Chad’s interim president Mahamat Idriss Deby has urged Mali’s military junta to reconsider its decision to withdraw from a five-nation military force fighting militants in the Sahel region.
Malian authorities announced the decision on Sunday, blaming the lack of progress in the fight against militants linked to “al Qaeda” and “Islamic State” and the failure to hold recent meetings in Mali. G5 Sahel has troops from Burkina Faso, Mauritania, Chad and Niger.
Mali’s junta, which came to power in an August 2020 coup, has grown increasingly estranged from its West African neighbours after delaying elections set for February that were meant to restore democratic rule.
Chad’s Deby, the acting president of the G5 Sahel, said in a statement released on his behalf on Friday that the alliance was “an irreplaceable instrument of cooperation”.
“The acting president of the G5 Sahel exhorts the government of the Republic of Mali to reconsider its position in order to allow efforts underway … (to) provide a solution to its concerns through an imminent conference of heads of state and government,” the statement said.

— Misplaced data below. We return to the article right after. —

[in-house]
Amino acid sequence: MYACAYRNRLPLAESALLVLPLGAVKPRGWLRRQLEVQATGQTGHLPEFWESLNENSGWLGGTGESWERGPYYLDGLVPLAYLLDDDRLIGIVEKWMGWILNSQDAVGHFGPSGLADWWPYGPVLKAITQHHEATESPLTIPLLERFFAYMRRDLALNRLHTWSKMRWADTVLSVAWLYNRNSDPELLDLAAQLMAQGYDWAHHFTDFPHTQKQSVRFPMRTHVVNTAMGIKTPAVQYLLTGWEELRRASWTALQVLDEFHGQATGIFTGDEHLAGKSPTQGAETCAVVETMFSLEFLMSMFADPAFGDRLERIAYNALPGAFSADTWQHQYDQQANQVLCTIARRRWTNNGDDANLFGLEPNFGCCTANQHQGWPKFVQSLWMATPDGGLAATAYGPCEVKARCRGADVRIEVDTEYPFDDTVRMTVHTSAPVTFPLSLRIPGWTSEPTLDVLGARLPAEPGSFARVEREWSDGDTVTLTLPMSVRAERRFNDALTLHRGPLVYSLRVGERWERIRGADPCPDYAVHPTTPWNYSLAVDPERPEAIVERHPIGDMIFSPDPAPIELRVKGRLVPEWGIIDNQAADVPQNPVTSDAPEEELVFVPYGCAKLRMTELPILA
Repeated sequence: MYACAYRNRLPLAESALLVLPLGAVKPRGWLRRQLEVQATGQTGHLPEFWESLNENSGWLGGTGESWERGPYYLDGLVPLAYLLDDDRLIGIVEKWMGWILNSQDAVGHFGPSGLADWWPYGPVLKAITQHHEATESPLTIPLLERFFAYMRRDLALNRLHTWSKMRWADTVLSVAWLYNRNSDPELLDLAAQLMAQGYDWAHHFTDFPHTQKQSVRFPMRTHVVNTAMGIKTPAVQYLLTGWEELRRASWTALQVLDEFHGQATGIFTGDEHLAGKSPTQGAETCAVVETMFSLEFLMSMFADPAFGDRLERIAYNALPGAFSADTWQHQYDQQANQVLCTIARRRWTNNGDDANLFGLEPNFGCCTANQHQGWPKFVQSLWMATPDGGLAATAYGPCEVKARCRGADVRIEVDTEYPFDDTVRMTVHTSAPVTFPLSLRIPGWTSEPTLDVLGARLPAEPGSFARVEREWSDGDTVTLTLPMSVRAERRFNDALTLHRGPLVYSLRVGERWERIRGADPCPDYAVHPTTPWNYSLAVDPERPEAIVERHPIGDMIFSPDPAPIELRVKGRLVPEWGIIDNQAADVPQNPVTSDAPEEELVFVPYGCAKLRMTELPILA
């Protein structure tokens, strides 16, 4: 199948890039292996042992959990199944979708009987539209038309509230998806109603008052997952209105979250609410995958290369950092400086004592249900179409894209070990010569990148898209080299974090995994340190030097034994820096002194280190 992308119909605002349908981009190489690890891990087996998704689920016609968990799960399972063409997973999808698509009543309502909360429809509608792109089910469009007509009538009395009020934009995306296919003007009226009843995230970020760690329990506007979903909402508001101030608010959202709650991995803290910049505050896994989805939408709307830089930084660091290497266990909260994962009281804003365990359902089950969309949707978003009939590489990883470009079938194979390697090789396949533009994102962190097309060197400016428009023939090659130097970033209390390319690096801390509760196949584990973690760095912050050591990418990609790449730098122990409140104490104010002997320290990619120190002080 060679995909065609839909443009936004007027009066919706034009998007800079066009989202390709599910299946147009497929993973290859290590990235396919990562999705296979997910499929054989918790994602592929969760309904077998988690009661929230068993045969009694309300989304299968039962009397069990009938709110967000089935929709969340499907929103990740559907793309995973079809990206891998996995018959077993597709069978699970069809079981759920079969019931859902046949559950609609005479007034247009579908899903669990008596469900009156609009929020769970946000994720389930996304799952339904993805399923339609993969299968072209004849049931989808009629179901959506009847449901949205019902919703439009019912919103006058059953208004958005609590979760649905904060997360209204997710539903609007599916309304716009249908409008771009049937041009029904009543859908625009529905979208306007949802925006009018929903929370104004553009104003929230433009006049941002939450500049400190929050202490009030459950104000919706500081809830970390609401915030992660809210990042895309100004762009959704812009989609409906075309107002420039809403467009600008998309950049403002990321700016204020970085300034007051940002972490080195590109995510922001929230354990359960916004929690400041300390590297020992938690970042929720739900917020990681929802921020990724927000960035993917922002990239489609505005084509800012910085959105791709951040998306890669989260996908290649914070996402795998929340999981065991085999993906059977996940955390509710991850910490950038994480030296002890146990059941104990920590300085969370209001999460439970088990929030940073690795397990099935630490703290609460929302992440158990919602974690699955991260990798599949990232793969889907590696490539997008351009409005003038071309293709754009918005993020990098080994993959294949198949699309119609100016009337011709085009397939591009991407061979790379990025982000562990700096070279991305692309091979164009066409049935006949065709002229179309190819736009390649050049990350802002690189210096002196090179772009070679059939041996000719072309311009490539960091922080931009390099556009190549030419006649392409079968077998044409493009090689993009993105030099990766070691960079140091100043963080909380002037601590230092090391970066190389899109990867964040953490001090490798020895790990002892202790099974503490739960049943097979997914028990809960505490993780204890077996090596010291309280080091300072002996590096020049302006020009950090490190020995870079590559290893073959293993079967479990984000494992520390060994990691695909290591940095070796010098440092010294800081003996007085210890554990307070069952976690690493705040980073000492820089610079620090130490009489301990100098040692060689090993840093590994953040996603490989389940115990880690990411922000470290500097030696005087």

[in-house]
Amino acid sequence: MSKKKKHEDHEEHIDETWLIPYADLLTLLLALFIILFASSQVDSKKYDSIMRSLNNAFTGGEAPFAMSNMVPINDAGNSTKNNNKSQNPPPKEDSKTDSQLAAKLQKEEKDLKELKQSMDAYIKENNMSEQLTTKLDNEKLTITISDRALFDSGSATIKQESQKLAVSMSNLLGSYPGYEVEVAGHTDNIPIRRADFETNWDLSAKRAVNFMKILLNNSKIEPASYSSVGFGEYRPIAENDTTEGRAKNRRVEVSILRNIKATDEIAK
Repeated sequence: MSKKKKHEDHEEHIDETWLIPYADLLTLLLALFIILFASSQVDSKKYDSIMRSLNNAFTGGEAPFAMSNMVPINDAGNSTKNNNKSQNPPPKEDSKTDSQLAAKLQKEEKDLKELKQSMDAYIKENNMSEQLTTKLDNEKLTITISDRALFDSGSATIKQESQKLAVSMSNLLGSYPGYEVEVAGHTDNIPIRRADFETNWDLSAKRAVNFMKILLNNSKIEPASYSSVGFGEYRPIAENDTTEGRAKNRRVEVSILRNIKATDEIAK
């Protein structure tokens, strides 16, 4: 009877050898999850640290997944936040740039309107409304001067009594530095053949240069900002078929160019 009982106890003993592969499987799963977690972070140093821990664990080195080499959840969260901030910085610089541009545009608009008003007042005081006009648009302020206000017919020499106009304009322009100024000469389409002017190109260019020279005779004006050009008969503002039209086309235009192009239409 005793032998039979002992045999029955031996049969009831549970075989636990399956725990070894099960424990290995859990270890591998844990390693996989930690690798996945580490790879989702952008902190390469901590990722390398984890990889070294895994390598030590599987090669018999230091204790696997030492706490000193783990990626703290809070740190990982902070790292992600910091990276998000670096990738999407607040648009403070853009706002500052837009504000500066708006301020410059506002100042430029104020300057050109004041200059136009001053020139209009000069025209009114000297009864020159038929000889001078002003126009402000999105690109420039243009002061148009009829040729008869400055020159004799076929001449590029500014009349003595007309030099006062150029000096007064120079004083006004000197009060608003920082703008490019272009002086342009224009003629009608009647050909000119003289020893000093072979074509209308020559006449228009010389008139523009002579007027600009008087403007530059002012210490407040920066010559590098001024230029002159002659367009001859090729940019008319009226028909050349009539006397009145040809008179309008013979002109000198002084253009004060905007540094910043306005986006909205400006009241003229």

Deby was installed in power by the military last year after the battlefield death of his father, President Idriss Deby. He has faced less international criticism than Mali’s junta, which is embroiled in a dispute with France, the former colonial power and main military ally of regional forces.
The G5 was established in 2017 to bolster cooperation against the militants, who exploit porous borders in West Africa’s arid Sahel region to carry out attacks and seek refuge.
But it has been hobbled by shortfalls in funding and coordination, and militant violence has continued to increase and spread towards countries on the Atlantic coast.